(Redirected from Acacia galpinii)
Classification of the genus Acacia (in the wider sense) has been subject to considerable debate. It is generally agreed that there are valid reasons for breaking it up into several distinct genera, but there has been disagreement over the way this should be done. As of 2017, it is widely (but not completely) accepted that the section that includes the majority of the Australian species should retain the name Acacia, whilst other sections of the genus should be transferred to other genera. This species is transferred to Senegalia[
Acacia galpinii Burtt Davy
Photograph by: JMK
Senegalia galpinii is a deciduous tree with a spreading crown that can grow from 8 - 30 metres or more tall. The bole, which is usually straight and branches from quite high up, is up to 60cm in diameter, occasionally to 150cm[
]. The branchlets are glabrous to shortly hairy, with pairs of hooked, blackish prickles up to 1cm long just below the nodes[
Acacia galpinii is cultivated as a timber crop in southern Africa, and is occasionally planted as ornamental or roadside tree.[
Especially in times of drought, many Acacia species can concentrate high levels of the toxin Hydrogen cyanide in their foliage, making them dangerous for herbivores to eat.
Southern and eastern Africa - Tanzania, Zambia, Malawi, Mozambique, Botswana, Zimbabwe.
Riverine woodland, but it can also be found scattered on termite mounts and in open woodland, at elevations from 350 - 1,500 metres[
|Other Uses Rating||
|Cultivation Status||Cultivated, Ornamental, Wild
Older trees can tolerate some frost, though harsher frosts can cause die-back[
Requires a sunny position[
]. The plant is most common on loamy or clayey soils in the wild[
]. Established plants are drought tolerant[
Young trees grow fast. In Zimbabwe the average heights of planted trees under conditions of frequent drought were 3 metres after 3 years and 5 metres after 9 years, with average bole diameters of 10cm after 3 years and 16cm after 9 years[
]. In 2 locations in Madagascar, at 770 metres elevation with a mean temperature of 21°c and an annual rainfall of 1,150 mm, and at 100 metres elevation with a mean temperature of 27°c and an annual rainfall of 1,600 mm, 35-years-old planted trees had a mean bole diameter of 26cm and 32cm, respectively (maximum 74 cm), and a mean height of 25 metres (maximum 30 metres)[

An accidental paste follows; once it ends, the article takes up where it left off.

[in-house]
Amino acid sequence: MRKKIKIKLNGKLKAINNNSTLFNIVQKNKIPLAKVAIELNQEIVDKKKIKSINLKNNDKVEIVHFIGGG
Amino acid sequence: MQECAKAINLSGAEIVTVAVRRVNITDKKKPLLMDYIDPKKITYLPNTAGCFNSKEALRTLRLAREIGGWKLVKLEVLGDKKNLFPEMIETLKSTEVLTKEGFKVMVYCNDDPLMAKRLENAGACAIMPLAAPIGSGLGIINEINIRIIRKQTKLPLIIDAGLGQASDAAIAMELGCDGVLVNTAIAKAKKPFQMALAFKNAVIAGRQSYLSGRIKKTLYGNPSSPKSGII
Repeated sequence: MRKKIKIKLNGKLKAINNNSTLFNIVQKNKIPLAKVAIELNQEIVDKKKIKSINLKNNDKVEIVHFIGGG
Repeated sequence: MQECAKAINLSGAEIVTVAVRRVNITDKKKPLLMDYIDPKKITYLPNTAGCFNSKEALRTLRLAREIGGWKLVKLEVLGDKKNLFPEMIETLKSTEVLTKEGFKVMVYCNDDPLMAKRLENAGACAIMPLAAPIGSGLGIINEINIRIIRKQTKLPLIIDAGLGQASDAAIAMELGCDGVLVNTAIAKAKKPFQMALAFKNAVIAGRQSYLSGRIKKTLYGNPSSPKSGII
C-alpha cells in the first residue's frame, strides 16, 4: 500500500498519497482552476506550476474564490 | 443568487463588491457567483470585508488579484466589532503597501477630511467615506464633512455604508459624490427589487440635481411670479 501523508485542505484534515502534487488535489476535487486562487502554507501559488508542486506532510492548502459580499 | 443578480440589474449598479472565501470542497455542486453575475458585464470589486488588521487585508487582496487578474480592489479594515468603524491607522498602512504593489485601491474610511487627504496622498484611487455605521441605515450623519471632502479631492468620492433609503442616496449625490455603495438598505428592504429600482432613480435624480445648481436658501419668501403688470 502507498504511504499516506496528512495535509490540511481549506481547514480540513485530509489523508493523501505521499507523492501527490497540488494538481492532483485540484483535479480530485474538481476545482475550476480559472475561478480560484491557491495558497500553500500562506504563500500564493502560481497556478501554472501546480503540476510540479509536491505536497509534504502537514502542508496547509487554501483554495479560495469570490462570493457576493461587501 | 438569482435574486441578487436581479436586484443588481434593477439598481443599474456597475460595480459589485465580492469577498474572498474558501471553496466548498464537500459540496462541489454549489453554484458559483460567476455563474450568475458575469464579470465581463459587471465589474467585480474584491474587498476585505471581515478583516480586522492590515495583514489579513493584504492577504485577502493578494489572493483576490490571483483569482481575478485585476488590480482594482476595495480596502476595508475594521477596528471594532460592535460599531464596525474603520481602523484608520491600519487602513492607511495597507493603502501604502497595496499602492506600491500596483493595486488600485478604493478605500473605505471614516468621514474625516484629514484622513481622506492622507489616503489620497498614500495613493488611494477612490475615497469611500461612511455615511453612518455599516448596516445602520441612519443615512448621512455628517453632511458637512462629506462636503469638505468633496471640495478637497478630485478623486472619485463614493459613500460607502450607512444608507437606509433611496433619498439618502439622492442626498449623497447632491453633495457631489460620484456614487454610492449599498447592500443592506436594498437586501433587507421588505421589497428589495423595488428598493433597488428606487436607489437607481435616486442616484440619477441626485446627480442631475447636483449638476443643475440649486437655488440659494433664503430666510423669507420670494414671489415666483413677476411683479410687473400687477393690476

Trees coppice well, especially when young[
The tree is comparatively long-lived[
The root system is fairly extensive and so the tree should not be planted too close to buildings[
This species has a symbiotic relationship with certain soil bacteria, these bacteria form nodules on the roots and fix atmospheric nitrogen. Some of this nitrogen is utilized by the growing plant but some can also be used by other plants growing nearby[
The bark of all Acacia species contains greater or lesser quantities of tannins and are astringent. Astringents are often used medicinally - taken internally, for example. they are used in the treatment of diarrhoea and dysentery, and can also be helpful in cases of internal bleeding. Applied externally, often as a wash, they are used to treat wounds and other skin problems, haemorrhoids, perspiring feet, some eye problems, as a mouth wash etc[
Many Acacia trees also yield greater or lesser quantities of a gum from the trunk and stems. This is sometimes taken internally in the treatment of diarrhoea and haemorrhoids[
When in leaf the tree provides dappled shade allowing some sunlight to penetrate[
The tree can be used as a pioneer species to establish woodland in areas with a habitat similar to its native range[
The tree is seen as an indicator of good grassland that retains its nutritional value in the cool season[
The heartwood is reddish brown to dark brown and distinctly demarcated from the creamy sapwood. The grain is often irregular, texture moderately coarse. Although the wood is tough and resilient, it works well with sharp tools, but sawing requires considerable strength. A good finish can be obtained with waxes and oil. The wood has good natural durability, being fairly resistant to decay and termite attack, but the sapwood is susceptible to attack by Lyctus borers and blue stain fungi[
]. It is used for interior and exterior joinery, fences, wagons, railway sleepers and as mining timber. It is suitable for flooring, shipbuilding, sporting goods and implements[
Seed - it has a hard seedcoat and may benefit from scarification before sowing to speed up germination. This can usually be done by pouring a small amount of nearly boiling water on the seeds (being careful not to cook them!) and then soaking them for 12 - 24 hours in warm water. By this time they should have imbibed moisture and swollen - if they have not, then carefully make a nick in the seedcoat (being careful not to damage the embryo) and soak for a further 12 hours before sowing.
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